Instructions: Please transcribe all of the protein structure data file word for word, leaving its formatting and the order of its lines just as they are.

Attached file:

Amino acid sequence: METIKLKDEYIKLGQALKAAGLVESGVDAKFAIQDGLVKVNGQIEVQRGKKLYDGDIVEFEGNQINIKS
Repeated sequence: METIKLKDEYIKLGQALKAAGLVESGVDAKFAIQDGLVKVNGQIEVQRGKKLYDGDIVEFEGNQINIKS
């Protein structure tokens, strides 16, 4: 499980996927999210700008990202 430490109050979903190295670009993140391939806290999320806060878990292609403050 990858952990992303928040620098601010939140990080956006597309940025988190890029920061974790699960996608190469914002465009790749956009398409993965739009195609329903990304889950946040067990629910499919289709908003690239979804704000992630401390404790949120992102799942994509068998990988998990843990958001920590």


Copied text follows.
Amino acid sequence: METIKLKDEYIKLGQALKAAGLVESGVDAKFAIQDGLVKVNGQIEVQRGKKLYDGDIVEFEGNQINIKS
Repeated sequence: METIKLKDEYIKLGQALKAAGLVESGVDAKFAIQDGLVKVNGQIEVQRGKKLYDGDIVEFEGNQINIKS
């Protein structure tokens, strides 16, 4: 499980996927999210700008990202 430490109050979903190295670009993140391939806290999320806060878990292609403050 990858952990992303928040620098601010939140990080956006597309940025988190890029920061974790699960996608190469914002465009790749956009398409993965739009195609329903990304889950946040067990629910499919289709908003690239979804704000992630401390404790949120992102799942994509068998990988998990843990958001920590």